Born: 1922. Died: 2011.
British painter, trained in art in evening classes and through advertising work, then at St Martin's School and the Royal College of Art, all in London.
To this he added in 1940 a course in engineering drawing and further art study at the Slade School.
In 1952-53 he taught design at the Central School of Arts and Crafts, and from 1953 until 1966 he was a lecturer in Fine Art at Durham University (later Newcastle University) where he and Pasmore instituted a basic design course.
He also taught through exhibitions: he presented Growth & Form in London 1951, and Man, Machine and Motion, Newcastle 1955.
In 1955, with the artist John McHale and the architect John Voelcker, he created an environment for the This is Tomorrow exhibition in London; his collage 'Just what is it that makes today's homes so different, so treating?', done for the poster, is a synthetic image of popular Anglo-American taste and aspirations.
In 1952-55 he was a member of che Independent Group which met at London's Institute of Contemporary Arts to discuss questions of style and meaning in an age of popular mass-media taste.
In 1950, he had exhibited engravings.
In 1955 he had his first one-man show of paintings done since 1950; in 1964 his second, of work done 1956-64.
From this time on he exhibited frequently, attracting serious critical attention, patronage and demands for further exhibitions, but mostly from outside the UK. e.g. during 1967-70 he exhibited at Kassel, New York, Hamburg, Milan and Berlin.
In 1970, the Tate Gallery, London, put on a large retrospective, shown also in Eindhoven and Bern. It presented a body of work dedicated to exploring style as a symbolic and synthetic language in art and in high-commercial and common advertising, to offering a discourse requiring intelligent attention, and to questioning the traditional distinction between high art and low-brow, popular imagery. His means include fragmentary citations juxtaposed to imply conflict yet revealing consonances. 'I marvel that marks and shapes, simple or complex, have the capacity to enlarge consciousness, can allude back to an ever-widening history of mankind, can force emotional responses as well as aesthetic ones and permit both internal and external associations to germinate the imagination of the spectator' (1969).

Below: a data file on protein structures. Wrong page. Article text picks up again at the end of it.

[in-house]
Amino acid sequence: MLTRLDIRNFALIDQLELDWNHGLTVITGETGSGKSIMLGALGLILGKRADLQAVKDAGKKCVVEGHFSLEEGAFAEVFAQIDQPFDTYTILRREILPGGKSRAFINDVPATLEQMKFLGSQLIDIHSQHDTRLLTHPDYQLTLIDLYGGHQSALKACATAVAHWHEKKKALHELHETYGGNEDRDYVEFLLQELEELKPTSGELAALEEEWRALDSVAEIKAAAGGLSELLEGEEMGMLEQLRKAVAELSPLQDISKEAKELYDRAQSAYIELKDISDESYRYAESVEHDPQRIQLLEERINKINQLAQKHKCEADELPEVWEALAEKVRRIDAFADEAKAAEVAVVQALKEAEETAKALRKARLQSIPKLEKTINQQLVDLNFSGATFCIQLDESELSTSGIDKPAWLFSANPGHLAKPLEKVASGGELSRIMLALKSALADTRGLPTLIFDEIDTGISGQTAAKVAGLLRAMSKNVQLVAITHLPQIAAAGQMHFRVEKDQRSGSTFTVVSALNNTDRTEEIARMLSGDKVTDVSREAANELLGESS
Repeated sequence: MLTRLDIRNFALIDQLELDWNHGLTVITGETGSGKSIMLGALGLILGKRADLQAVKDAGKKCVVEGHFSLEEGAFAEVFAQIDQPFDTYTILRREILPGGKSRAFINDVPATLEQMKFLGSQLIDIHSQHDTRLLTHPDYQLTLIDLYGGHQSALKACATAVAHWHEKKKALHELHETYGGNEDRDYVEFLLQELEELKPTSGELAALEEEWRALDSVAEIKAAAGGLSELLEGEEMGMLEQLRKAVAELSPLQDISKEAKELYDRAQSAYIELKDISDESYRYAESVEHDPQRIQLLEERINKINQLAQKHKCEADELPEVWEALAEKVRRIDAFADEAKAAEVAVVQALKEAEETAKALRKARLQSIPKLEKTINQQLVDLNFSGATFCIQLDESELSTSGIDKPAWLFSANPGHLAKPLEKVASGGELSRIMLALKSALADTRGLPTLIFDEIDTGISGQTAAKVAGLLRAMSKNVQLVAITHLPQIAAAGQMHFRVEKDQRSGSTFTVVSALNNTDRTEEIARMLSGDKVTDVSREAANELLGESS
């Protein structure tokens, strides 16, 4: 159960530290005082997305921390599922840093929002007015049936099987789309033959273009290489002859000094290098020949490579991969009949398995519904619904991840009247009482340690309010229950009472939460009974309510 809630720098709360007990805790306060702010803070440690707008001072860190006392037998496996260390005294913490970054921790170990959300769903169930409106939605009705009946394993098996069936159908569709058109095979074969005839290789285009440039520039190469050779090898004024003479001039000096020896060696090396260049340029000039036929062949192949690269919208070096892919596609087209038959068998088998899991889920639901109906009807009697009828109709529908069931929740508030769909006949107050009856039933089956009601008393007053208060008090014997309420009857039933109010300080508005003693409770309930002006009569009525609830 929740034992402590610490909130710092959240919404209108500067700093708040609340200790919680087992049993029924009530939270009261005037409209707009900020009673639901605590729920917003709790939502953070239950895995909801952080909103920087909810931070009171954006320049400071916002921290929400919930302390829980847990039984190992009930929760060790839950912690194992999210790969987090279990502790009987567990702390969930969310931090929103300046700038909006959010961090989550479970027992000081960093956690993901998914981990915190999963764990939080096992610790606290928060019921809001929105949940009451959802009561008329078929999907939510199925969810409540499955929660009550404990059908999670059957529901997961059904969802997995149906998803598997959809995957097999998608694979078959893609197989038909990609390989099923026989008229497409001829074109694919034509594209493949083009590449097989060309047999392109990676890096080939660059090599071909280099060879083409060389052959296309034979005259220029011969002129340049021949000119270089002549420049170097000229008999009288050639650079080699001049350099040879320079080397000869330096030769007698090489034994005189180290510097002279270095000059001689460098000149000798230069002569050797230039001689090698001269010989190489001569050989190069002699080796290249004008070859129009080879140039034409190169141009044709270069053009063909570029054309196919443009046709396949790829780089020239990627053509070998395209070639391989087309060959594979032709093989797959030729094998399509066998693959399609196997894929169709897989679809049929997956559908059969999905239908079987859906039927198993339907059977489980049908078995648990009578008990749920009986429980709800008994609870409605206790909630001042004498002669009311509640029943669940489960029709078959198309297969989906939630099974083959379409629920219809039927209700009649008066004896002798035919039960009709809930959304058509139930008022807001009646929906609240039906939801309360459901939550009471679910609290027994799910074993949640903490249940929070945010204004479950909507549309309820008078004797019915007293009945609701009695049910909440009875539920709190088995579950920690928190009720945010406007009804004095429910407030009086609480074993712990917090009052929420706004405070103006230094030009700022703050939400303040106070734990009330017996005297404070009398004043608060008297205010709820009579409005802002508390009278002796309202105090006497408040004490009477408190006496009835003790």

His attention focused as much on how marks could be made and their burden of tradition as to the visual idioms of his day; his art, with its datable references to the present, was understood by him as part of a long history. James Joyce's Ulysses was a major stimulus; Duchamp became his particular master and in 1965-6 he organized for the Arts Council in London a great Duchamp exhibition which included his reconstruction of Duchamp's Large Glass.
Hamilton's work is grouped with the pop artists', yet his range and sheer learnedness is foreign to them and his purpose has been neither to celebrate nor satirize contemporary iconography, but to use it as a starting point for an exploration of the functioning and values of art.
In 1978, he was asked by the London National Gallery to present some of its paintings in the company of one of his own. In a short text, he associated himself especially with Jan van Eyck and the 'crystallization of thought that gives us an instant awareness of life's meaning'.
He was a lucid exponent of his own work and guide to others', especially Duchamp and more recently Dieter Roth with whom he collaborated on a number of occasions. His Collected Words were published in 1982.
His major exhibitions since 1970 have included those in New York (1973), Berlin (1974), London (1975 and 1993) and Amsterdam (1976). In 1989 he had a one-man show within the Sao Paulo Bienal; in 1994 he represented Britain at the Venice Riennale.
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